Through a somewhat controversial method known as dowsing, Johnson tracked the water tunnels, in order to determine whether the areas of the ground around the images contain water or not, and it is his belief that the pictures lie in correlation to water sources. The images were thus created as large-scale maps so that inhabitants of the area could find water, no matter where in the desert they were located. The glyphs themselves were then depictions of water gods, or religious figures that the Nazcans believed to represent each water source.

In 1985, archaeologist Johan Reinhard published a report using archaeological, topographical, ethnographic and historical data to demonstrate that Nazca religion and ritual was greatly centered around the worship of mountains and water sources. It was his belief that the figures were a part of Nazcan religious practices involving crop fertility and water provision, wherein the Nazca lines were used as sacred paths that led to places where each deity could be worshiped. The gods could see the images on the ground that honored them, and thus act benevolently toward the people, knowing they were being venerated. The various figures were thus symbolic of the gods and their attributes, though the specific meaning of each image has yet to be deciphered.

Reinhard’s theory built on the work of Johnson, and has since become the most accepted explanation for the Nazca lines, due to the ethnographic information that compared what archaeologists know of the ancient Nazca people with the modern religious habits and practices of some Andean cultures.

Nazca hummingbird line drawing

Although Reinhard’s theory is widely understood as the most logical explanation for the Nazca lines, they still present a fascinating visual wonder along the Peruvian coast, and will continue to serve as objects of wonder about this ancient culture and their curious but fascinating drawings on the desert floor.

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Tomorrow: Who’s up for a 2000 year old bowl of fruit salad?

Lines in the Desert – Part 3/4: It Was The Aliens, Obviously… (300 BC – 800 AD)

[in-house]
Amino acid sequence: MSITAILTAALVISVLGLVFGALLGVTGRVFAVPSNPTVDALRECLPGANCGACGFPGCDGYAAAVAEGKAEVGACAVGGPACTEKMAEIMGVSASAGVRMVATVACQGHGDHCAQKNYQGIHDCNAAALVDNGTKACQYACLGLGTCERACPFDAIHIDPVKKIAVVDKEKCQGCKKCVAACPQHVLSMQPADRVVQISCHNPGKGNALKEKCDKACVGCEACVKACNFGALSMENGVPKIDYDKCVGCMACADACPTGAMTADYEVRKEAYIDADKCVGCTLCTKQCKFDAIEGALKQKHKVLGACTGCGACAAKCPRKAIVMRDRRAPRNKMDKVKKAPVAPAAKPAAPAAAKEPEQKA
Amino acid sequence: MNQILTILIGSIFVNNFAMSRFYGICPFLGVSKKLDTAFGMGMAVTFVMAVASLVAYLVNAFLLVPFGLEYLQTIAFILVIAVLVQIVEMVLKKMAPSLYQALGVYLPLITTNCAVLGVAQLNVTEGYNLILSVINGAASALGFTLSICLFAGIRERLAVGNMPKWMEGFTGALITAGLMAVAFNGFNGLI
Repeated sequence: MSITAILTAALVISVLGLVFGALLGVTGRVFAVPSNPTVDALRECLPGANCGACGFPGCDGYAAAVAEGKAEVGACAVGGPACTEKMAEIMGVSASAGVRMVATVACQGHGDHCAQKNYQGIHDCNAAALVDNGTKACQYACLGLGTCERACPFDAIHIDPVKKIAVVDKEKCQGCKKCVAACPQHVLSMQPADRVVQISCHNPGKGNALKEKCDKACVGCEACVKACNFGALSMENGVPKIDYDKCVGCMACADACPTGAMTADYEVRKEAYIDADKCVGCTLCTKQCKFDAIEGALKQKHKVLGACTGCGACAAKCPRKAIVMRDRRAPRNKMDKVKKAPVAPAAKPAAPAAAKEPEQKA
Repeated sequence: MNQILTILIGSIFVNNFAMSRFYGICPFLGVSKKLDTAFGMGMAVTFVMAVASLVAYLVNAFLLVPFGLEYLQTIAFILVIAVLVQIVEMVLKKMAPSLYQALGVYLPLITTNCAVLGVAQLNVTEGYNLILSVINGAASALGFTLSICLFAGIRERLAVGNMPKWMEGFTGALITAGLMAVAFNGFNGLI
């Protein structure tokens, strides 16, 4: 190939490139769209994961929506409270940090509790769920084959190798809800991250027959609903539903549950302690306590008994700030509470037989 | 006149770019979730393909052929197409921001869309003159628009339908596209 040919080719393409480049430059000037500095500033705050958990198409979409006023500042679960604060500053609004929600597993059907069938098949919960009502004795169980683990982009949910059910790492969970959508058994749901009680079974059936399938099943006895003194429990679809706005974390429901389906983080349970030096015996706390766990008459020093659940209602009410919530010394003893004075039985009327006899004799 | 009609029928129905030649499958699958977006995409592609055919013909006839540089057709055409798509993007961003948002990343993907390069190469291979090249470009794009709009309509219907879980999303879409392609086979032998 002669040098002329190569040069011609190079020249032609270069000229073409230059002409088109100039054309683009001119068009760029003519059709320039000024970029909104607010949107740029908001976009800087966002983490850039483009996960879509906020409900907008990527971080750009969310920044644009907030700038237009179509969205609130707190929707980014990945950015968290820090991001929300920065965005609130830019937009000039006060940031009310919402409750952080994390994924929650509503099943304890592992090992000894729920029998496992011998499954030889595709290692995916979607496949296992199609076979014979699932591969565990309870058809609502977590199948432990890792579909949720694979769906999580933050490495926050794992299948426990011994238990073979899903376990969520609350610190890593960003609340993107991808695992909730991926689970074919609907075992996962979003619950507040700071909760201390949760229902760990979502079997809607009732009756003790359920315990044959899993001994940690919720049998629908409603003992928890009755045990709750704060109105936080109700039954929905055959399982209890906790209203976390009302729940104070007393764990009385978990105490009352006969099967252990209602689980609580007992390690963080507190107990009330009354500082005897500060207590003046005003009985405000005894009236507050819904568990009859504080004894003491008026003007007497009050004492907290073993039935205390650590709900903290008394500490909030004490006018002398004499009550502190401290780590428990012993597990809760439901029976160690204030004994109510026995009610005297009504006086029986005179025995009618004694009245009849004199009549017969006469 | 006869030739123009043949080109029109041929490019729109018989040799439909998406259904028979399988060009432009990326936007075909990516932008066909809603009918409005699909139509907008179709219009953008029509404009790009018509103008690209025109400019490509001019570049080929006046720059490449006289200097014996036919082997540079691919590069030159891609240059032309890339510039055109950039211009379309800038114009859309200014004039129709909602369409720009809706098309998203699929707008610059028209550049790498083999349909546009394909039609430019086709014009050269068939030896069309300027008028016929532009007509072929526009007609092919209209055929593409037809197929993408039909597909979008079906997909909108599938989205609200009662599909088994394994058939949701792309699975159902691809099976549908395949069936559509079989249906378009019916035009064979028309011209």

By: The Scribe on June, 2007

Nazca cactus drawing

Why did the Nazca people make these pictures? It’s a good question, and one that actually hasn’t received a satisfactory answer yet. But for the sake of entertainment, here’s a list of the various theories that have popped up over the past few decades since the lines’ discovery. Who knows…maybe one of these ideas will spark a conspiracy theory of your own!

Maria Reiche (1903-1998): a German mathematician and archaeologist, Reiche believed the Nazca lines were an astronomical calendar that determined planetary events like solstices and when important stars rose. She associated certain drawings with known constellations, and thought the lines could be used as observatories. She completed a lot of work and managed to have the lines declared a World Heritage Site in 1995, though she was never able to prove her own theories.

Erich von Daniken (born 1935): Daniken was the first to suggest seriously that the geometric Nazca lines were built by alien astronauts as a landing strip for their UFOs. His 1968 book, Arrival of the Gods, made the claim that the soft soil and layer of desert rocks were blown away by the spaceships’ rocket propulsion systems, so they left, dissatisfied with the landing space. The people of the area then apparently tried to call the aliens back by drawing their own images in the desert.

an alien astronaut?

Simone Waisbard: Waisbard was also convinced of the lines’ purpose as an astronomical calendar, though she added the idea that the lines were part of a system that could be used to measure precipitation in the area. She thought that some of the figures, such as the seabirds, had a place in Nazcan meteorological prophesy. She also believed that the geometric figures were places for animals to be kept before sacrifice or places for ritual ceremonies of different Nazca clans.

Robert Bast: an Australian author, Bast has suggested that all the plant, animal and human figures lying together randomly on the ground appear like corpses after a catastrophic flood. In his book Memory of the Deluge, Bast explains that the Nazca plateau might be a memorial place of the ‘Big Flood’.

Jim Woodmann: making a balloon out of Peruvian cotton and a reed basket, Woodmann created himself what he thought could be a replica ‘ancient hot-air balloon’, believing this method could have been used to direct the creation of the images… though he didn’t quite explain how the directions could have been communicated to those on the ground. The test flight was nearly fatal for Woodmann, however – without proper equipment, his balloon began to rise too quickly, and both he and his co-pilot barely jumped to safety before the balloon flew off into the desert, uncontrolled!

Nazca condor drawing

These are just a few of the theories on the Nazca lines that have developed over the decades… but what do the more recent – and less controversial – archaeologists have to say on the matter?

…to be continued…

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Tomorrow: Okay, probably not really Aliens…